24.09.2010 - 24.09.2010 35 °C
I could almost hear a piano softly playing in the background. The scene unfolding was eerily reminiscent of the movie, The Piano, set in New Zealand in 1850. Of course, this was 2010 in Senegal, and the rhythm of life faster, more abrupt, hungrier, and perhaps even more alive.
The fishing boats coming in before the sunset were unloading their daily catch. Buyers walked into the ocean with buckets on their heads, striving to get there first, yearning to buy the goods that would keep their families alive another day. A man drove his horse and carriage deep into the sea, the horse kicking and gasping for air, barely able to stay above the water while his master negotiated the price of the merchandise.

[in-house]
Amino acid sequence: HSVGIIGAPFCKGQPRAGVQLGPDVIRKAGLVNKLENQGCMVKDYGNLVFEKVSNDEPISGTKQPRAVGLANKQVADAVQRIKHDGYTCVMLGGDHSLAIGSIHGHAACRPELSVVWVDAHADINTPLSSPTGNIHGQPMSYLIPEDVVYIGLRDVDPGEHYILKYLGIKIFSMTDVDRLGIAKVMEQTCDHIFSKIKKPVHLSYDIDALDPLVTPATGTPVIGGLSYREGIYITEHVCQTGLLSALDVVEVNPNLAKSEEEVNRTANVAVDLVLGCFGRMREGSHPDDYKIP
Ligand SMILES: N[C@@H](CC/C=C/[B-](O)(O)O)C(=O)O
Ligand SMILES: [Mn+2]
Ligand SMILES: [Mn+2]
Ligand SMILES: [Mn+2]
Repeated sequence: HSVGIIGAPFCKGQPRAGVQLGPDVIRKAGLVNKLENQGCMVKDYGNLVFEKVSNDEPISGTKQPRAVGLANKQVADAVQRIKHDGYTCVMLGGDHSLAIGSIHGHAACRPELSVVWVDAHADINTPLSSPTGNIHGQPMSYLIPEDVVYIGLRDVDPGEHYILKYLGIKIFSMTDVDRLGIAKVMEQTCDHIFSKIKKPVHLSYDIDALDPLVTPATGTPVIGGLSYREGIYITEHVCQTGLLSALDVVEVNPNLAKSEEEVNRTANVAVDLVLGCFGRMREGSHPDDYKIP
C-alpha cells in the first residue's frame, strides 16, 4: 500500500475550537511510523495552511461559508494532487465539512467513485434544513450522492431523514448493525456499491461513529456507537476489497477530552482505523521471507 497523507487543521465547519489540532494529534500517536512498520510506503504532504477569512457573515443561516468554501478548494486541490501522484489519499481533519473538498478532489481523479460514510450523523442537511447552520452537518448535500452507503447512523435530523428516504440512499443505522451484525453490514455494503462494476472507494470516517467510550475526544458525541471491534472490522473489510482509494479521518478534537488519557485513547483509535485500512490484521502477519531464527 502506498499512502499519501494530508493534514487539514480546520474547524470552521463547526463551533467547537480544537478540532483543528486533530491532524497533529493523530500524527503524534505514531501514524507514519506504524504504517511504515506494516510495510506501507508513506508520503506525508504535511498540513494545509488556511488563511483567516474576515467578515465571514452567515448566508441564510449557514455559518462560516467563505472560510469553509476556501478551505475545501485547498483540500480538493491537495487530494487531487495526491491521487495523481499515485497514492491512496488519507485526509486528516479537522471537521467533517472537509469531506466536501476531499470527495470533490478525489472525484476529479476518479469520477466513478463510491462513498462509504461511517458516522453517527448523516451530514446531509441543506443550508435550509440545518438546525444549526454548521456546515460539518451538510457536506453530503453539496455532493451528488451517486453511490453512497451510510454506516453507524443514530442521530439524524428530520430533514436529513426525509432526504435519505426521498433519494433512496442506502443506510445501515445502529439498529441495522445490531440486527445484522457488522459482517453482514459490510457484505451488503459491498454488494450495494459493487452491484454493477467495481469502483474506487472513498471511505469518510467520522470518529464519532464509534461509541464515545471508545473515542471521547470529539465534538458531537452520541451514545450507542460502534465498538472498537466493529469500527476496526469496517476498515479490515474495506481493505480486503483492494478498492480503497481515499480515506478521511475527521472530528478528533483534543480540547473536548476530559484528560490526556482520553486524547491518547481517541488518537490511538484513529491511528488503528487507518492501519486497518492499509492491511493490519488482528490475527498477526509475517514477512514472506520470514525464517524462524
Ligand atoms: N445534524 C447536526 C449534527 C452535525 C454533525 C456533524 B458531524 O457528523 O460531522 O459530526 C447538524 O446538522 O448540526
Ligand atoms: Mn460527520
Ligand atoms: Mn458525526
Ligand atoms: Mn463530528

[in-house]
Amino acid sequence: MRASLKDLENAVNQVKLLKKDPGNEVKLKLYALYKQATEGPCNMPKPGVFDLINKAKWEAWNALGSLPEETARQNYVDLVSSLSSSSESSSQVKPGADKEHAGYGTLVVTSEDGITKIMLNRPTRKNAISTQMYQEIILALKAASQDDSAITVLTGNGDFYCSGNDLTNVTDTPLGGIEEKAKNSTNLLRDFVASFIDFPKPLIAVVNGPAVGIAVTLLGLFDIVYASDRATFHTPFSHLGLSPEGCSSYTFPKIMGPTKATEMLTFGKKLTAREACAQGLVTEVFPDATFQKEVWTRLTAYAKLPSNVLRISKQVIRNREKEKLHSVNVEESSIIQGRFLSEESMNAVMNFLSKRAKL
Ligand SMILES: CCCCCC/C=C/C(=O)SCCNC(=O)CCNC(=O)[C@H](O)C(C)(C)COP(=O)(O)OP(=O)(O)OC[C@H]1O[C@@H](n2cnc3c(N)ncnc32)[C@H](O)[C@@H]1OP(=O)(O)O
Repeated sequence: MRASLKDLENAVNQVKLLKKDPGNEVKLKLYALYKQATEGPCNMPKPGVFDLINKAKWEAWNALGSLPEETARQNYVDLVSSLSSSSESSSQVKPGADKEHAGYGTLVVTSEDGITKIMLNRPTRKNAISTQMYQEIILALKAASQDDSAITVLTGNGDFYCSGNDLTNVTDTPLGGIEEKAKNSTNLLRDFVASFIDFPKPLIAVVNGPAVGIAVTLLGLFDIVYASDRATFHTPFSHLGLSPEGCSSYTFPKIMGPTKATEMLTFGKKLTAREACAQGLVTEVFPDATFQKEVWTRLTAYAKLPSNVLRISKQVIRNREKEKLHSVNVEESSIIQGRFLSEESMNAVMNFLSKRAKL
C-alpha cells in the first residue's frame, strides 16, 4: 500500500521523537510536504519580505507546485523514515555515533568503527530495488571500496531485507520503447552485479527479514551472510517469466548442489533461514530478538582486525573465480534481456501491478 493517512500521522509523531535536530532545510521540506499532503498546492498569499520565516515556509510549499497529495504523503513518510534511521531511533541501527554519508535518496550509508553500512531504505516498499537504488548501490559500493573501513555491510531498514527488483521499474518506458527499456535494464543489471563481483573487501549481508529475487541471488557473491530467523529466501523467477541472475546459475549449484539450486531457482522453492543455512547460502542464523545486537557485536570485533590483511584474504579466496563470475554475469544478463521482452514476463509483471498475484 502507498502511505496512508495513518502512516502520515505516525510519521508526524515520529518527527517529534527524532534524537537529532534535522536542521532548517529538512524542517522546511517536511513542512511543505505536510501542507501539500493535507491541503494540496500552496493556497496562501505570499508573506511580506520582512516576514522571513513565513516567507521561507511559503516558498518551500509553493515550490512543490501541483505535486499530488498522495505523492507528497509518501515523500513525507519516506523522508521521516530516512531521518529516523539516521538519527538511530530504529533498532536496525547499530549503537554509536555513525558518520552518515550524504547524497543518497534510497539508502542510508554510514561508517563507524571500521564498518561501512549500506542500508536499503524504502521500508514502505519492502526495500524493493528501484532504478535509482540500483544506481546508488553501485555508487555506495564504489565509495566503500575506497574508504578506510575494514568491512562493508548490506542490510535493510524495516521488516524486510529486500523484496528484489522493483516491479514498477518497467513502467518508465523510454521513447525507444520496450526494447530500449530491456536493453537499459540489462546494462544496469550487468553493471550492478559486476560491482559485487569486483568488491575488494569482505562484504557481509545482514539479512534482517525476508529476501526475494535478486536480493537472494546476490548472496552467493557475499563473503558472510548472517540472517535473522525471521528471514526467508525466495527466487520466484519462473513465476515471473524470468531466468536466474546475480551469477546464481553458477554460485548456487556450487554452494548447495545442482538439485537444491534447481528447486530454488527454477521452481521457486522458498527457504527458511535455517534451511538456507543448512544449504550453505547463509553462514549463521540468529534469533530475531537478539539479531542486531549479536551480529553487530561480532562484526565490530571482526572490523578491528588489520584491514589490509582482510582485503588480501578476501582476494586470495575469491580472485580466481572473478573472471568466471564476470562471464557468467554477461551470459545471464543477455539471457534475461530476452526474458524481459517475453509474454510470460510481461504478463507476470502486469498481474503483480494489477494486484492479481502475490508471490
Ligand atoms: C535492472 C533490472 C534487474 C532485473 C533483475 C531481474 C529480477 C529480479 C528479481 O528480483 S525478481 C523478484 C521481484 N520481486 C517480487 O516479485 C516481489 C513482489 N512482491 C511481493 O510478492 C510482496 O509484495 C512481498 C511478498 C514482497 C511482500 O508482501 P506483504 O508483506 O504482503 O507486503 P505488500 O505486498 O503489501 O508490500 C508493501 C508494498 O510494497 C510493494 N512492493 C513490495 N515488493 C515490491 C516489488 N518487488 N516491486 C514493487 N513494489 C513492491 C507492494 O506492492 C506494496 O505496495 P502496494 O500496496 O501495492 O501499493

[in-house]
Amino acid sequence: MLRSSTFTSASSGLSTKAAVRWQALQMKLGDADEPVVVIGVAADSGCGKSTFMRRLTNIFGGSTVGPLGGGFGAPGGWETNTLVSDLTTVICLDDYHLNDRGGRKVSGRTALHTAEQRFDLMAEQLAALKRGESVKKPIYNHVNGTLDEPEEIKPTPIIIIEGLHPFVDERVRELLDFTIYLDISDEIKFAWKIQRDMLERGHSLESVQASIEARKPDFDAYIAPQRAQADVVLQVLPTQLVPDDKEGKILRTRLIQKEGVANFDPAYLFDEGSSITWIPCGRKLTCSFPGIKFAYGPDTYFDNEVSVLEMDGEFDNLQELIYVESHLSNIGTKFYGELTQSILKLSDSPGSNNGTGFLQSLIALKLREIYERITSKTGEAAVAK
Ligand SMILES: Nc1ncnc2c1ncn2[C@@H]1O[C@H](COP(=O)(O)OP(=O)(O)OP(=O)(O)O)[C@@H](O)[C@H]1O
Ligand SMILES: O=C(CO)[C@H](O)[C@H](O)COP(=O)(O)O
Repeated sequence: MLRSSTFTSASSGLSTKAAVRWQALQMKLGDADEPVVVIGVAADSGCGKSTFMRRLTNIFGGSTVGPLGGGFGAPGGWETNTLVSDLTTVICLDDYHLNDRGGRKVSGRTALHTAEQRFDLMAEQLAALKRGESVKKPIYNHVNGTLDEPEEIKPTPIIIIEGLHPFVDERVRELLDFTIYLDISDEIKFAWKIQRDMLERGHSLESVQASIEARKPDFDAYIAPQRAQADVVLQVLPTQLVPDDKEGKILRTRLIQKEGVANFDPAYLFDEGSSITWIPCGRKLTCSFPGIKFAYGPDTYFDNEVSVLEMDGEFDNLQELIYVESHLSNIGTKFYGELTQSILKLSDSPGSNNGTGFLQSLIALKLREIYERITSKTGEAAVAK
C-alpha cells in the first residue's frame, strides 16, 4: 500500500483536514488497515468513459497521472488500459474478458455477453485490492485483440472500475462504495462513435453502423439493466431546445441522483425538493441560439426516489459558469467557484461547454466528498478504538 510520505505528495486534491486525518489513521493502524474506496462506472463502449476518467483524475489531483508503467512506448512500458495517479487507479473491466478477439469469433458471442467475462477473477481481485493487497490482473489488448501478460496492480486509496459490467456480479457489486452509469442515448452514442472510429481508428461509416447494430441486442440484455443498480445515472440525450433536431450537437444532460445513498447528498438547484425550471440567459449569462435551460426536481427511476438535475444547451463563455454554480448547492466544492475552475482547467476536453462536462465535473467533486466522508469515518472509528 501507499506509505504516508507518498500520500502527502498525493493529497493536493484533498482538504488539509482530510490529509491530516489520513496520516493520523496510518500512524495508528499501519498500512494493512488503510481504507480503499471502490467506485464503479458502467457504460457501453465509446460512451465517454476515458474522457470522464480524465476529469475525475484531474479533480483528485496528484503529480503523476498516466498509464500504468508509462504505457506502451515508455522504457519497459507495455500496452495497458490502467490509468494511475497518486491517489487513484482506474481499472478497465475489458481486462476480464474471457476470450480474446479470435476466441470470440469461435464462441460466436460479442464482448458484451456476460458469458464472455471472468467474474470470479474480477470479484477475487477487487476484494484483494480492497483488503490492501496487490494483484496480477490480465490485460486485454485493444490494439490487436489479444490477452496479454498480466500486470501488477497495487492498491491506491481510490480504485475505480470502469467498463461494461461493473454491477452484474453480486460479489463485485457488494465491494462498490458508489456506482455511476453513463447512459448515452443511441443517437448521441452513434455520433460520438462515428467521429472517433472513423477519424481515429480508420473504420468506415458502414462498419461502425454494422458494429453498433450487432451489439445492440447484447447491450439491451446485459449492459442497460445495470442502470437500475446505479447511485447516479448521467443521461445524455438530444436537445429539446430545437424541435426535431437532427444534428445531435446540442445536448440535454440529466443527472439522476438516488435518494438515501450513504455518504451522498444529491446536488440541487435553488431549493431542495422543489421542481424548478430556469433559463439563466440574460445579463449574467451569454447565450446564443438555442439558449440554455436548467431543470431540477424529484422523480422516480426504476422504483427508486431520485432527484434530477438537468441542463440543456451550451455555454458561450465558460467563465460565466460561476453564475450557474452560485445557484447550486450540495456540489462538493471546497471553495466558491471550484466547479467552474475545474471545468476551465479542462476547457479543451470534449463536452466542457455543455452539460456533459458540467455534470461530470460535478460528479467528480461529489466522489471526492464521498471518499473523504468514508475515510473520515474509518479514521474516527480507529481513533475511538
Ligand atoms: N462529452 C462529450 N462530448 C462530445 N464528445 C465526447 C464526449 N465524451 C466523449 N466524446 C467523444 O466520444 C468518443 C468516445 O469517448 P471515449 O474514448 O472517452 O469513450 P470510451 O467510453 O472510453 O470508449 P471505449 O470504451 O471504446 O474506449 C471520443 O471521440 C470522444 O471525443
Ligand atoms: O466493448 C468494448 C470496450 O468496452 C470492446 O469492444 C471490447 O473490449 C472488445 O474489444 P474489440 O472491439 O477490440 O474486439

Women, children and merchants, all waited on the beach. A young boy sold pieces of coconuts, others hustled fruits, meat, plastic bags, shoes – anything anyone might want to buy. They seemed to have waited for hours, knowing that the end of the day was their chance to make their daily bread, to earn enough to fill their stomachs.
The ones who managed to reach the boats first, retreated contently with their bucket-load of fish to the market on the shore , or drove their catch to the luxury restaurants along the beaches.
An hour later, as night crept over the shore, the scene had died and the only trace left of the previous commotion was an odd fish head or two. And if you listened closely, the vague sound of a piano tinkling in the wind.